Regardless of the circumstances, when a nurse is on the receiving end of a physician’s inappropriate language or actions, the best approach is to be assertive and confront the physician directly at the time of the occurrence. How this is done marks the difference between a healthy workplace culture and a toxic one. Simply saying, “Please stop yelling at me” or “This is un-acceptable” on behalf of yourself or a coworker may help a doctor become aware that his or her behavior has been noticed and is inappropriate and upsetting. This response takes self-control; the impulse to return the communication in kind or to shut down entirely is counterproductive and doesn’t address what might be a recurring behavior pattern by the doctor.
Sometimes, the heat of the moment eclipses any effort at civil communications. In that case, once you’ve had a chance to calm down and think about the incident with greater clarity, ask to speak to the physician in private. Tell him or her you’d like to follow up on the incident. If you made a mistake that contributed to the inappropriate behavior, own up to it and apologize. But whether the incidence stemmed from an error or a misunderstanding, the inappropriate language or behavior still needs to be addressed.
Use “I” language
When speaking with the physician, use “I” language to calmly identify the behavior and the impact it has had on you and, potentially, the patient. For example: “I felt intimidated and flustered when you yelled at me for asking for clarification on your medication orders for Mrs. Henderson. I thought it was important to make sure I had them right to prevent an error or misunderstanding.”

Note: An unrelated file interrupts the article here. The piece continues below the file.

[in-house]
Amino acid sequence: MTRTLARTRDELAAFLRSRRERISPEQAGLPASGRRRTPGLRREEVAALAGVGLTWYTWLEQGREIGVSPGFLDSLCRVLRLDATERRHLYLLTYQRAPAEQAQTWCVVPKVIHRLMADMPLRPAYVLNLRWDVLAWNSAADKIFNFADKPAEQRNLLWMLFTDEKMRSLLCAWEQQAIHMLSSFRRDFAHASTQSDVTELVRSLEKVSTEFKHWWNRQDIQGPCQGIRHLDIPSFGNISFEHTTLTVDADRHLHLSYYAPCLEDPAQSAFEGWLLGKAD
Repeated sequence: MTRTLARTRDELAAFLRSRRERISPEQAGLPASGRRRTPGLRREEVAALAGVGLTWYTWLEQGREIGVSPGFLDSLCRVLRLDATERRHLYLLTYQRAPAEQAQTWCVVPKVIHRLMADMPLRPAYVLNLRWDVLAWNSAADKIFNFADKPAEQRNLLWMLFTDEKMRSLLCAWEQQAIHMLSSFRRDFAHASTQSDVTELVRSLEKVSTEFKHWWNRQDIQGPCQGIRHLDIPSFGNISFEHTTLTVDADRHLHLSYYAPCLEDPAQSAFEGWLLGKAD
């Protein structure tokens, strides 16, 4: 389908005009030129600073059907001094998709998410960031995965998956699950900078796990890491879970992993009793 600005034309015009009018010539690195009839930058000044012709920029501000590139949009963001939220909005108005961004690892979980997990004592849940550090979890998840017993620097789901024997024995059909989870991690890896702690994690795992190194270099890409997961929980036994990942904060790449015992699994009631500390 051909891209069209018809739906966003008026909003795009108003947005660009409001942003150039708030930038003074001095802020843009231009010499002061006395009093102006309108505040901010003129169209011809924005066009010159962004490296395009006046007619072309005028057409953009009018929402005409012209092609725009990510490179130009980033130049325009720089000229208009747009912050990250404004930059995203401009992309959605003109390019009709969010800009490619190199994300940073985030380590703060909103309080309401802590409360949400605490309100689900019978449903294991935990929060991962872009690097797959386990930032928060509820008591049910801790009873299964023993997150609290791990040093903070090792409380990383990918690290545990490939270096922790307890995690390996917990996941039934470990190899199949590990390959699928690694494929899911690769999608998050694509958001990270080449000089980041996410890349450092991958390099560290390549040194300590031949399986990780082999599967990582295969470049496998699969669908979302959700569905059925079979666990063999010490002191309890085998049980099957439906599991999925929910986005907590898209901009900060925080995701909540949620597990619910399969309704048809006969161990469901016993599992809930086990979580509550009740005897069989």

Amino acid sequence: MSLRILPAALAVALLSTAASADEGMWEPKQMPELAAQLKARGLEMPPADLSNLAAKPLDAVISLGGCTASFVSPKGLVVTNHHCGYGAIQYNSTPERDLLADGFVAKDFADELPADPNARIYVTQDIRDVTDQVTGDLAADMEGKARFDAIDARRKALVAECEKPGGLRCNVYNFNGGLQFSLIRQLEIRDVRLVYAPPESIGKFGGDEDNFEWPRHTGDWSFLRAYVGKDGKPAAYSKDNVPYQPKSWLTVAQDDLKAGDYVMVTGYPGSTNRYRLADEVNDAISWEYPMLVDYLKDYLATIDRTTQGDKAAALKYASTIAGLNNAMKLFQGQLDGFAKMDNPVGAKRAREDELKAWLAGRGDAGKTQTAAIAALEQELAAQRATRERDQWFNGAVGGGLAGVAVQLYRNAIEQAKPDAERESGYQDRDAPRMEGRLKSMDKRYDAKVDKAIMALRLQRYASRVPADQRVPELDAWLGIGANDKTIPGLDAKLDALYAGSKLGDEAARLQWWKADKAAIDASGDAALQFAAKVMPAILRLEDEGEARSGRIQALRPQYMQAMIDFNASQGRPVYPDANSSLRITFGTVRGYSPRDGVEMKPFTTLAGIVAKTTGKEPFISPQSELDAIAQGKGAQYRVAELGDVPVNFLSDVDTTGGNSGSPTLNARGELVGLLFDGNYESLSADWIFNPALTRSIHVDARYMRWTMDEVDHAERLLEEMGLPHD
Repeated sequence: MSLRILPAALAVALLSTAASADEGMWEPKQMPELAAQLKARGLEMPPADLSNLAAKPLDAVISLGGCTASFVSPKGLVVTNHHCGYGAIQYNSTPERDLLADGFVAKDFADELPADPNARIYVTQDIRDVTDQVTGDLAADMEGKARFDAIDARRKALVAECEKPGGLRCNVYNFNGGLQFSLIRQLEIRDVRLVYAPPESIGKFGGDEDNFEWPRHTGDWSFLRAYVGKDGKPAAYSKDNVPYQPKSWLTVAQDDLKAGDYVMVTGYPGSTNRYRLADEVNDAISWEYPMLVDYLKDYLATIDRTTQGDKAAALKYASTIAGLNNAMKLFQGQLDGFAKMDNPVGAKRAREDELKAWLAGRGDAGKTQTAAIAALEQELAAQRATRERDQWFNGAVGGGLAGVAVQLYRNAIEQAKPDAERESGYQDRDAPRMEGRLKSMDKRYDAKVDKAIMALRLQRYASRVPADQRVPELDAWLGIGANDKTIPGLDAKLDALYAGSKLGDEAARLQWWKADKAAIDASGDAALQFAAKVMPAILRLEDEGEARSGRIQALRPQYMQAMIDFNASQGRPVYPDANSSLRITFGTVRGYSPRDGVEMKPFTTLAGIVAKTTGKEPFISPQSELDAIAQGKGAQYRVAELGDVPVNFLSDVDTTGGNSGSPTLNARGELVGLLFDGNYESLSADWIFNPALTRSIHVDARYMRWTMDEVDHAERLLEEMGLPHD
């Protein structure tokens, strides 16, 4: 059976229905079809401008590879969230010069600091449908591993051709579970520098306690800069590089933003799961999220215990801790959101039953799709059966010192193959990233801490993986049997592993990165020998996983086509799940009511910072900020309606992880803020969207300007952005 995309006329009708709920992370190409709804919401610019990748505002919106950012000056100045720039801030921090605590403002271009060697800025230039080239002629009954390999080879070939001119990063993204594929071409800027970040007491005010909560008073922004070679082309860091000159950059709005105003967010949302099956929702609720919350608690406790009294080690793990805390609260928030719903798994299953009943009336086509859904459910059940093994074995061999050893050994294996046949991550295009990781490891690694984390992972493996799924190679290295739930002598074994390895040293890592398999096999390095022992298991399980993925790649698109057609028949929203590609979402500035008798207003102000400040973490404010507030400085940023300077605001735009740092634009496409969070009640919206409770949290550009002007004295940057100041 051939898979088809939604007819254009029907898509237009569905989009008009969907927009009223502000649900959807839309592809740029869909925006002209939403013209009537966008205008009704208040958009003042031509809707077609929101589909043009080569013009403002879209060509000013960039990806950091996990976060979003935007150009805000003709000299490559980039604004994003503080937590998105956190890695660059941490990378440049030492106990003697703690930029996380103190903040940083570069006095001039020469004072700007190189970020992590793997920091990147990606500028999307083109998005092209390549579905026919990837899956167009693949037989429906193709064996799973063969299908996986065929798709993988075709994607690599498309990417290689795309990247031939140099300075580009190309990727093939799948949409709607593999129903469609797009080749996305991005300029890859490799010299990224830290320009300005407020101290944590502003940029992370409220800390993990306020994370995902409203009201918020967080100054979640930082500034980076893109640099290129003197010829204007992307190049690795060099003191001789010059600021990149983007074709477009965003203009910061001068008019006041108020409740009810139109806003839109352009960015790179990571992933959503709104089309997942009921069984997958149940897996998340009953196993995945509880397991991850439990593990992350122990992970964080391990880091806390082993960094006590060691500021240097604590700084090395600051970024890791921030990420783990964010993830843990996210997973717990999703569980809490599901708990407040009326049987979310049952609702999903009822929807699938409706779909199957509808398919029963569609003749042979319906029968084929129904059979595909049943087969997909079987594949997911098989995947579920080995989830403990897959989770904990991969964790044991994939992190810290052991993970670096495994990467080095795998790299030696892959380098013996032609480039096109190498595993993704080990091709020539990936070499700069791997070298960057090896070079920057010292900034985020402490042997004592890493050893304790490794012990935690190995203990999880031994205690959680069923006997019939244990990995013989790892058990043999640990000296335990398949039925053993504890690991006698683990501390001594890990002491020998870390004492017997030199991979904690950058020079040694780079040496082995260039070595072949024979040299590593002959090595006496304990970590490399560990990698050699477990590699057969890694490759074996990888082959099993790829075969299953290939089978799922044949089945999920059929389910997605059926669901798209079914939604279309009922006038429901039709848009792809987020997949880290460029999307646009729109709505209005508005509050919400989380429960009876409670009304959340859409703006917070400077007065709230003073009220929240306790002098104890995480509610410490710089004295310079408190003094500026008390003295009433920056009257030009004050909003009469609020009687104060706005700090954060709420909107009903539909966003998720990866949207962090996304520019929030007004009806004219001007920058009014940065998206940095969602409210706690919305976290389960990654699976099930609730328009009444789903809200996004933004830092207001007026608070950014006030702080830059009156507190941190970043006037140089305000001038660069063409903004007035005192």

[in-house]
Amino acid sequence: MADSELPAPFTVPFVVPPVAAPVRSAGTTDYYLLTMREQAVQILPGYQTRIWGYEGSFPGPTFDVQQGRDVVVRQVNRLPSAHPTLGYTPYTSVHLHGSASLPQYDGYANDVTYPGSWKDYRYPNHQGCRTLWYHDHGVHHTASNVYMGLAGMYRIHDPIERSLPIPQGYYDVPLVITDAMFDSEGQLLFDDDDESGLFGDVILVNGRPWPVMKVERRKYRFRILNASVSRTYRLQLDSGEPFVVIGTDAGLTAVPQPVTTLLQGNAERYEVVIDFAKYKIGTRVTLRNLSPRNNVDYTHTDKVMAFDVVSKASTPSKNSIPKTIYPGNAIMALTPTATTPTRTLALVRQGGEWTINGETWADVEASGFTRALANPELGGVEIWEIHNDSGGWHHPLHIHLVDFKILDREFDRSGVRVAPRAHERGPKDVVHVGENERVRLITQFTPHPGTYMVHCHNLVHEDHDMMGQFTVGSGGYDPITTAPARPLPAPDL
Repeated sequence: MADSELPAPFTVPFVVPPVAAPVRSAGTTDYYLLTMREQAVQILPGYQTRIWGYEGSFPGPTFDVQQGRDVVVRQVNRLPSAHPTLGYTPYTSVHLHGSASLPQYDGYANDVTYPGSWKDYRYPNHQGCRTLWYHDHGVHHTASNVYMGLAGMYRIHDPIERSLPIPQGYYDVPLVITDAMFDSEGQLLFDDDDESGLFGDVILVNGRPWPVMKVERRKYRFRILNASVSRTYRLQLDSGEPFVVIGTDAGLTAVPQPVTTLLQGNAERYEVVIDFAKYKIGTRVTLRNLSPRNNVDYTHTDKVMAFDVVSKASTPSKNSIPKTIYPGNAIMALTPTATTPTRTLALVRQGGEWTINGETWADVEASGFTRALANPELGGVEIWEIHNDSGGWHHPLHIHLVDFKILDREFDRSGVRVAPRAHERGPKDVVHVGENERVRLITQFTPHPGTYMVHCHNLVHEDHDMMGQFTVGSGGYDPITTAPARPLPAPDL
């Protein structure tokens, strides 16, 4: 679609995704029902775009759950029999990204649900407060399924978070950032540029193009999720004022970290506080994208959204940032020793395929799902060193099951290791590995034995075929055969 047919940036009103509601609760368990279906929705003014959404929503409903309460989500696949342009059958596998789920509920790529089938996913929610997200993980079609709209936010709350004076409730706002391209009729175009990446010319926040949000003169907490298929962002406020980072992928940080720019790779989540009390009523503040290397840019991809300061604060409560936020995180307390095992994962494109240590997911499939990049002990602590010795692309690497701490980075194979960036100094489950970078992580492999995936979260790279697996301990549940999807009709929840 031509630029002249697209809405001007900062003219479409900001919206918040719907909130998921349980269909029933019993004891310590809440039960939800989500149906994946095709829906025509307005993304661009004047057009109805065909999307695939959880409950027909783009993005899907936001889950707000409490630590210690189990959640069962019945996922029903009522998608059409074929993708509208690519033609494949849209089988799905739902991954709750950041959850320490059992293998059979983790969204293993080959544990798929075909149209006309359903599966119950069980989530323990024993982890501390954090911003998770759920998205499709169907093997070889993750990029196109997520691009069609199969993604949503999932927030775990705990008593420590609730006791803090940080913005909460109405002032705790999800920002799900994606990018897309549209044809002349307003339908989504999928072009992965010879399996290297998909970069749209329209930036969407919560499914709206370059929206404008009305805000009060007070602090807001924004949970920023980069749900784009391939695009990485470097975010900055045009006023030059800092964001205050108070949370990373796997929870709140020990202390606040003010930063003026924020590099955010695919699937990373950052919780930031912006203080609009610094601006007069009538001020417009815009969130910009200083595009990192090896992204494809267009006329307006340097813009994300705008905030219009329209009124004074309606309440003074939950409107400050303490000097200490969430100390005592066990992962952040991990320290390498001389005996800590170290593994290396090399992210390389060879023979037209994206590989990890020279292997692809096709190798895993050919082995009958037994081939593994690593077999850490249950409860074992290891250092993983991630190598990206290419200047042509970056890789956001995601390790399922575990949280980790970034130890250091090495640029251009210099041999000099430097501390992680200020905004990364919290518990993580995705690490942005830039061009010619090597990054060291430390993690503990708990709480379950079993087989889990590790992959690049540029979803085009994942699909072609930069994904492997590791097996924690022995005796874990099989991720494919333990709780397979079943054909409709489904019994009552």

When to report the behavior
If direct confrontation doesn’t work or the disruptive behavior continues despite calling the physician on his or her actions, nurses who experience or witness disruptive behavior should document each occurrence and ask their nurse manager for assistance. While not every incident needs to be reported unless it directly threatens patient safety, nurses who’ve kept records of such behavior can make a stronger case if and when they decide to confront the physician directly or report the behavior. Note the date, time, and setting (including who else might have witnessed the incident), along with a factual description of what was said or done.
Most larger healthcare organizations have policies in place for reporting and addressing disruptive behavior. But wide discrepancy exists in how well those policies are enforced, along with some confusion about when, what, and to whom to report. When policies and reporting channels aren’t immediately known or clear, ask for clarification about expected standards of behavior (which should be communicated periodically to all employees). The process for bringing concerns forward should be discussed annually and in new hire orientations.